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SHOOTOUT: iMac G5/2.0GHz
versus G5/2.0GHz Power Mac

Posted May 18th, 2005, by rob-ART morgan, mad scientist
Updated June 4th, 2005, with more iMac G5/1.8 results

We're having trouble getting our hands on an iMac G5/2.0GHz but our "remote mad scientists" are starting to send in their test results for various apps. We think we have enough to give you an answer to the most often asked question lately: "How does the new iMac G5/2.0 compare to a Power Mac G5/2.0?"

FLASH: Since posting this article, the iMac G5 has been updated to 2.1GHz with faster memory and faster graphics. We'll post a review of it soon.


Graph Legend
G5/2.0 MP = G5/2.0GHz Power Mac (Rev A; dual cpus)
G5/2.0 SP* = G5/2.0GHz Power Mac with one cpu disabled using C.H.U.D.
G5/2.0 iMac = iMac G5/2.0GHz
G5/2.8 iMac = iMac G5/1.8GHz









Graph Legend
G5/2.0 MP = G5/2.0GHz Power Mac (Rev A; dual cpus)
G5/2.0 iMac = iMac G5/2.0GHz
G5/1.8 iMac = iMac G5/1.8GHz
RX800 = ATI Radeon X800 XT (256MB)
R98SE = ATI Radeon 9800 Pro Mac Special Edition (256MB)
R96XT = ATI Radeon 9600 XT OEM (128MB)**
R96 = iMac G5/2.0's built-in ATI Radeon 9600 (128MB)
GFX52 = iMac G5/1.8's built-in GeForceFX 5200


(**Some of you asked about the Radeon 9600 Pro and how it compares to the Radeon 9600 XT we tested. As far as we can find out, they both have the same core clock speed, memory speed, etc. The main difference seems to be memory. The 9600 XT has 128MB while the 9600 Pro has 64MB, though there are some 128MB versions of the 9600 Pro available at OWC.)

ANALYSIS
The new 2Ghz iMac G5 can handle light tasks as easily as the 2GHz Power Mac G5, but resource hungry tasks are a different story.

The iMac G5/2.0 has several disadvantages when compared to the G5/2.0 Power Mac:
1. The Power Mac comes with dual processors. To gauge that advantage, we disabled one processor using C.H.U.D. developer tools for results labeled "SP*."
2. The Power Mac has a faster frontside bus (1000MHz vs 667MHz).
3. The Power Mac can be expanded to at least 4GB of main memory while the iMac tops out at 2GB. The "preferred" models of G5 Power Mac can be expanded to 8GB. (For fairness, we put only 2GB of memory in the G5 Power Mac for this test session.)
4. The Power Mac's graphics card can be upgraded to gain an even greater advantage, as you can see from the iMaginator graphs. The iMac G5's GPU is soldered to the main logic board and cannot be upgraded (though some report successful overclocking of it).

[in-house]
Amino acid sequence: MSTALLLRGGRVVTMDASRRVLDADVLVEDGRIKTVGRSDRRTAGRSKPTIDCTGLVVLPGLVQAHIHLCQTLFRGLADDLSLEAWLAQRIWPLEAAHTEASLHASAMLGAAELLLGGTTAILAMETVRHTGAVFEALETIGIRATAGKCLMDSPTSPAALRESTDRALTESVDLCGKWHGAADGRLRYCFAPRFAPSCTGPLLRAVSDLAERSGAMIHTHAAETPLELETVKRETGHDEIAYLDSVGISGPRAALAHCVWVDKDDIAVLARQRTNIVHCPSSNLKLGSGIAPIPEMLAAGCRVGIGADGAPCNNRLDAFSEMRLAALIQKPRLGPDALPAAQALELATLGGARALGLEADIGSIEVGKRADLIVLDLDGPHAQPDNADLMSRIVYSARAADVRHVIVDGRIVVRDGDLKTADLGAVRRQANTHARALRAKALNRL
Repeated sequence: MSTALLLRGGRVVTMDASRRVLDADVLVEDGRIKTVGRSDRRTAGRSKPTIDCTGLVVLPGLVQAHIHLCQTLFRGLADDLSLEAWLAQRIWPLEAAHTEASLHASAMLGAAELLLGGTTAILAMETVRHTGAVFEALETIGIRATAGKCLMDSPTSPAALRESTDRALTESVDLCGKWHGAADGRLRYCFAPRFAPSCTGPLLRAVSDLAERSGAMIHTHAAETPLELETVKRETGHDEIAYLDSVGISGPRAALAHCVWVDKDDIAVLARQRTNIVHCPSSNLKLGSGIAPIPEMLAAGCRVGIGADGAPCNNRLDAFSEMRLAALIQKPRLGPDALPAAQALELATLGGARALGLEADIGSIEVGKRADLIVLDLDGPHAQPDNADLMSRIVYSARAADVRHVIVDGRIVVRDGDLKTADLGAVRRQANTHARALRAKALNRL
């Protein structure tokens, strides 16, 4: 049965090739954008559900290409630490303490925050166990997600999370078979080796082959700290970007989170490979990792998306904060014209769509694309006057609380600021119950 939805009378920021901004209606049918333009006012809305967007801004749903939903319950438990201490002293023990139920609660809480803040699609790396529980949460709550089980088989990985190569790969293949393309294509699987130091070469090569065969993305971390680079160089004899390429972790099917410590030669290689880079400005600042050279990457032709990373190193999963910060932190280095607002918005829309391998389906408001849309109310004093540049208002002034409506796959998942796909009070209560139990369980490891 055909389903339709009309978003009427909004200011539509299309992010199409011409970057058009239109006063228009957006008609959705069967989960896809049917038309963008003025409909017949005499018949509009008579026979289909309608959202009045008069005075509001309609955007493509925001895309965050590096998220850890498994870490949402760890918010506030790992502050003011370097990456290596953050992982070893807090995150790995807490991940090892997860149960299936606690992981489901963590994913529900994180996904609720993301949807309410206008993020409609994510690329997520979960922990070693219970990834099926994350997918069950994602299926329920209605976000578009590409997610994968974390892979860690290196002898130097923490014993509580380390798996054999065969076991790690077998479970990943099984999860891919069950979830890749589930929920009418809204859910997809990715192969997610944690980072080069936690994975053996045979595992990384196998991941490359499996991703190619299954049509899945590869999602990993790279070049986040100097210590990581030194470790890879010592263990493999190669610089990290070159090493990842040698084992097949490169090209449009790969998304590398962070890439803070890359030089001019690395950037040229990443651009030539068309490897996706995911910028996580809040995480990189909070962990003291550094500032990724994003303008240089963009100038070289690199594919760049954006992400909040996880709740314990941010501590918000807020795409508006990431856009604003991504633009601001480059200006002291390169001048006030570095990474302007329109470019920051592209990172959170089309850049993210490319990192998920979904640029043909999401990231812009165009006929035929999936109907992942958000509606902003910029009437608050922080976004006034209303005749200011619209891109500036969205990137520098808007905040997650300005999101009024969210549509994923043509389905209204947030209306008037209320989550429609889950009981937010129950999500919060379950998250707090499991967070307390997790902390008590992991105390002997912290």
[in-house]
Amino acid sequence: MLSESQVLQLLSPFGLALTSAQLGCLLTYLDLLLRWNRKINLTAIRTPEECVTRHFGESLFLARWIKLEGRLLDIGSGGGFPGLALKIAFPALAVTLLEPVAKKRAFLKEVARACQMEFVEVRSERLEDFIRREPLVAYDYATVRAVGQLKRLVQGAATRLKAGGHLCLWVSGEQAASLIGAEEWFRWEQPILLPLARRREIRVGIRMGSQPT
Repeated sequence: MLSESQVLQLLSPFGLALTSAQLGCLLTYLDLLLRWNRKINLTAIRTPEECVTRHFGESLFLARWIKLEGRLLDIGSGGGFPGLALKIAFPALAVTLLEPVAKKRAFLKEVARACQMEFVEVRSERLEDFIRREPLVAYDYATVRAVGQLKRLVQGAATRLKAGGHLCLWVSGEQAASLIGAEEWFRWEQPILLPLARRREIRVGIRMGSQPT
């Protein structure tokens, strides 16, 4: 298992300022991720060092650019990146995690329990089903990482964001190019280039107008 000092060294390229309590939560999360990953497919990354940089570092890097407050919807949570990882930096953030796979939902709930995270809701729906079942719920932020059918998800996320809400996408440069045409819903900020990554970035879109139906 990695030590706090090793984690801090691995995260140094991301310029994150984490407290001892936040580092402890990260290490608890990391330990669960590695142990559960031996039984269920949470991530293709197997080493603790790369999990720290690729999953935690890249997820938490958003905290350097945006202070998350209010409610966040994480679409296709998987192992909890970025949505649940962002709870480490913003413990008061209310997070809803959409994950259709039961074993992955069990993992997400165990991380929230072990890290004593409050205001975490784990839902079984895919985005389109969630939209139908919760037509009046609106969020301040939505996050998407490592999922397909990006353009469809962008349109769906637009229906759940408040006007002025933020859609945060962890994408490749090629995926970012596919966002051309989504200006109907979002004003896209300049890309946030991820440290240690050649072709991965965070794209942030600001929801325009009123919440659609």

In spite of the disadvantages, the iMac G5/2.0 was "nipping at the heels" of our "single processor" G5/2.0 Power Mac in the Photoshop CS2 SP and iMovie HD Render tests. It didn't do so well in our Photoshop MP test (using MP aware actions). If you edit Photoshop files larger than 250MB, you'll be a definite disadvantage to G5 Power Mac users.

iMaginator, is a great showcase for Tiger's Core Image code. The iMac G5/2.0's Radeon 9600 Mobility was slower than the G5/2.0 Power Mac with the slowest graphics card we had in our lab (Radeon 9600 XT). On the other hand, the iMac G5/2.0 ran the iMaginator tests much faster than the iMac G5/1.8 with its GeForceFX 5200.

Halo -- The iMac G5/2.0 is left behind on this tests. If you are wondering what exact settings we used:

HW Shaders = ATI Pixel and Vertex Shaders, FSAA = none,
Detail Objects = on, Model Reflections = on
Lens Flare = low, Model Detail = high
VIDEO: Resolution 1024x768, Refresh = 0,
Framerate Throttle = no vsync
Specular = on, Shadows = on, Decals = on,
Particles = high, Texture Quality = high
SOUND: Sound Quality = low, Sound Variety = low

Unreal Tournament 2004 -- Since the iMac G5/2.0 with 17" screen has a native resolution of 1440x900, we thought it would be interesting to see how well UT2004 ran at that setting. And the 1024x768 setting seemed to stress only the CPU. In the BridgeOfFate Botmatch, which simulates actual game play, the iMac G5/2.0 lags way behind the G5/2.0 Power Mac with the slowest graphics card we tested.

We added the iMac G5/1.8 (GeForceFX 5200) to the UT2004 graphs. As you can see, the iMac G5/2.0 is 30 to 40% faster.